In just a few days, thousands of Realtors will descend upon Orlando, Florida for NAR's annual REALTORS® Conference and Expo. While NAR Annual is a great place to hear industry leaders speak and participate in educational sessions, don't forget about the educational opportunities available in the expo hall itself. That's right, within that maze of booths, agents and brokers can learn about new products--and also about the solutions you already use. While you're at NAR annual, take a moment to visit the booths of the tech vendors your brokerage works with. There, you can learn about important new developments, watch demonstrations, and even listen in on short talks about topics like impressing clients and closing deals. Here's a short list of tech company booths you can visit at NAR Annual (see the full list here). Each vendor also appears in our 2016-17 Technology Guide. Use the Guide as a resource to research vendors before approaching them at the conference. (And don't forget to use the Guide's handy lists of questions to ask when evaluating a solution--it can help you make better technology decisions!) Cloud CMA - Booth 1185 CoreLogic - Booth 1065 CRS Data - Booth 1747 DocuSign - Booth 419 Form Simplicity - Booth 753 Lone Wolf - Booth 465 Real Estate Standards Organization (RESO) - Booth 609 Realtors Property Resource (RPR) - Booth 327 Sentrilock - Booth 765 Tech Helpline - Booth 753 WolfNet - Booth 792
MORE >
Top 10 Orlando Destinations to Visit During NAR Expo 2016
MORE >
Learn About RPR at the 2016 REALTORS Conference & Expo
It's hard to believe November is just about the corner, and that means one thing—it's time for the 2016 REALTORS® Conference & Expo in Orlando, Florida. For those of you attending the conference this year, as you plan your schedule of events and prioritize your meetings, we want to make sure you are aware of a few RPR sessions and learning opportunities. Visit the RPR Booth / #327 Be sure to stop by the RPR booth (#327) in the NAR pavilion during convention hours. RPR staff will be around to answer questions and demo the RPR platform, the RPR app, and your questions. For REALTORS® RPR is always looking for ways to help REALTORS® become more efficient and profitable. Come and see Impressing Clients and Closing Deals with RPR ... Anytime, Anywhere on Friday, Nov. 4, 2PM, room W315 A, Orange County Convention Center West.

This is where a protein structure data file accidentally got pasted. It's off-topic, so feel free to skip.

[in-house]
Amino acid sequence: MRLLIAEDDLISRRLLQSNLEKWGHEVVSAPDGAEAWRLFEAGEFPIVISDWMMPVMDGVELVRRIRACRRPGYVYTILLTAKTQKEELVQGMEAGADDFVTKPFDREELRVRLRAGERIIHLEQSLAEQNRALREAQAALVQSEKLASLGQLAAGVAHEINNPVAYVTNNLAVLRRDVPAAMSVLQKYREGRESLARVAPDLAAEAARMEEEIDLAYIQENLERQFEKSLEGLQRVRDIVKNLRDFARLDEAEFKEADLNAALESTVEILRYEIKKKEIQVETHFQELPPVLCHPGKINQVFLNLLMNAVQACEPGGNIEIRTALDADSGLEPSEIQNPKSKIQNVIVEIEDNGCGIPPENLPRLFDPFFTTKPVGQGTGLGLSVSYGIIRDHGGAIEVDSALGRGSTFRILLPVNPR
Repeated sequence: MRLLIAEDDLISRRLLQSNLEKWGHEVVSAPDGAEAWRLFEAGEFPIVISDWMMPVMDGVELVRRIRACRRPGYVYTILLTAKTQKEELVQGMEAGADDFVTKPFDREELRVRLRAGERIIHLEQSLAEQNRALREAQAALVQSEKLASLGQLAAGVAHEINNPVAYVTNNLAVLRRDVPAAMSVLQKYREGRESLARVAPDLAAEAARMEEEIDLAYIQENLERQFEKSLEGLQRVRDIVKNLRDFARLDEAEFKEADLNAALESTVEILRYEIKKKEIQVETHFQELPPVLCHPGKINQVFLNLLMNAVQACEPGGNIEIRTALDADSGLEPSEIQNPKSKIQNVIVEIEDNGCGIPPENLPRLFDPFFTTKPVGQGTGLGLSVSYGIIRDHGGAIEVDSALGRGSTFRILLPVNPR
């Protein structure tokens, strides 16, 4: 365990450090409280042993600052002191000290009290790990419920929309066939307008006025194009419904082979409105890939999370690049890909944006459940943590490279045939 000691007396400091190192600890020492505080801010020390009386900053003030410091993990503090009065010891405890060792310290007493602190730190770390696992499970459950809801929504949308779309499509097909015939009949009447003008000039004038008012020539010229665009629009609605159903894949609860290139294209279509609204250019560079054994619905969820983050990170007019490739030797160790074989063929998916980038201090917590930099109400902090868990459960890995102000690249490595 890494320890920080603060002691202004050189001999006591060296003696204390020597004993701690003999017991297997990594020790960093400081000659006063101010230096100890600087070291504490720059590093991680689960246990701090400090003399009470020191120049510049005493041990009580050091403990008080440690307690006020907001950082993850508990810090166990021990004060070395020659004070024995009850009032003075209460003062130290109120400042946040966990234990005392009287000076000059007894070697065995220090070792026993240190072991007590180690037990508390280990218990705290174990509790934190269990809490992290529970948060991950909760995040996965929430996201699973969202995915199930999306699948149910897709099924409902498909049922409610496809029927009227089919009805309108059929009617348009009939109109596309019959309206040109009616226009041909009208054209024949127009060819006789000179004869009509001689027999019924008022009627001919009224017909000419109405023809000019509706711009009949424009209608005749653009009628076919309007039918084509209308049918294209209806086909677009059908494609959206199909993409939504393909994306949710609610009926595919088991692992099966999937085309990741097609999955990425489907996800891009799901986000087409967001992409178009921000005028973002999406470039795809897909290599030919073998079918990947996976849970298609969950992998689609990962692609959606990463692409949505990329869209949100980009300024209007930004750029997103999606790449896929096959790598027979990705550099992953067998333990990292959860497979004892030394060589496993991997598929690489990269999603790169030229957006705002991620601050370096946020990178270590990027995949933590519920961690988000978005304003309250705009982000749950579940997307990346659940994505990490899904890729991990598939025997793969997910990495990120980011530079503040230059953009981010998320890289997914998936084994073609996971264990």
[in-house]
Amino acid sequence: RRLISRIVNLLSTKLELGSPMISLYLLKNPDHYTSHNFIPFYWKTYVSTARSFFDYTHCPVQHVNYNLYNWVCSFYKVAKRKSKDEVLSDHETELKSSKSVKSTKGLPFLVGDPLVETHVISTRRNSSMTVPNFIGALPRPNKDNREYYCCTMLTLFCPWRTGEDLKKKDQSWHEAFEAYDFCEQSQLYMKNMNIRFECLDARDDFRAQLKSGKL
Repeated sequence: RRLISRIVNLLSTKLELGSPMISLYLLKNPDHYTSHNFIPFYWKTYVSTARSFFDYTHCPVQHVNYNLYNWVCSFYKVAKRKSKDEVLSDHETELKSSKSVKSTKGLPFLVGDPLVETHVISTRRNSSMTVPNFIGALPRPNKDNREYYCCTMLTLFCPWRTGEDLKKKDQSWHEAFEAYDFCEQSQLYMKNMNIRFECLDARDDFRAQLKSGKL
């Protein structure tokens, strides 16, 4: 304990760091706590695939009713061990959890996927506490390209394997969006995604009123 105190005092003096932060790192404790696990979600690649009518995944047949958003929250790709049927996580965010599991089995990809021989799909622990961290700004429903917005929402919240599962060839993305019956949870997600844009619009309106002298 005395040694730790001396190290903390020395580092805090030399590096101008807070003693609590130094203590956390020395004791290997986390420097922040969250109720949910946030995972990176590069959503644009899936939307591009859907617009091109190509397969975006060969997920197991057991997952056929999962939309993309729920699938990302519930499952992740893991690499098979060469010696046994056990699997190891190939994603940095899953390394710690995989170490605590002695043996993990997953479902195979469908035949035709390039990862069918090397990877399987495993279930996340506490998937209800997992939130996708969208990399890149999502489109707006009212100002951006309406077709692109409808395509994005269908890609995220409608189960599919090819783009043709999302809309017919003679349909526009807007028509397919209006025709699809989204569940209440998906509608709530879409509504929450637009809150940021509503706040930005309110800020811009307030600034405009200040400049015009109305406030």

MORE >
5 Hot Trends in 2016 to Look for at NAR
MORE >
T-3 Summit: Another Swanepoel Masterpiece
As everyone knows, there is a plethora of industry conferences these days. Some serve as open markets for industry programs, products and services, while others serve as cultural gatherings for specific industry communities, and yet others serve as destinations for those whose annual budgets provide for a wide range of discretionary travel. Each services the needs of a specific industry constituency. Over the past three years, Stefan Swanepoel has become the Michelangelo of the real estate conference circuit and his T3 Summit has become its Sistine Chapel ceiling event. Swanepoel has achieved this status through innovative program design, quality production, the right attendance mix and attention to detail. This author has had an opportunity to be involved in the production of all three T3 events and is in an excellent position to share the wonderment of the "inside track" that makes T3 an astounding experience. Anyone who has ever experienced a Swanepoel presentation, publication or analysis can testify to the thoroughness and expertise that goes into its design and substance. The T3 Summit is the flagship of this standard. Swanepoel and his team spend months designing the T3 experience. By way of example, going into the initial planning for the 2015 event last fall, the Swanepoel team was tracking 23 specific and unique game changing issues. Over the three days of the 2015 T3 Summit at the Four Seasons Hotel and Resort in Las Vegas, participants and attendees had an opportunity to gain in-depth knowledge about the historic basis of each of these issues, plus another five that didn't even exist six months ago, their up-to-the-minute status and their likely destination over the next year. Each of these discussions incorporated the expertise of its own "recognized" industry thought leader(s), from a cast of 29 such experts, as well as the benefits of a superb facilitator who was responsible for the full range of each subject being developed.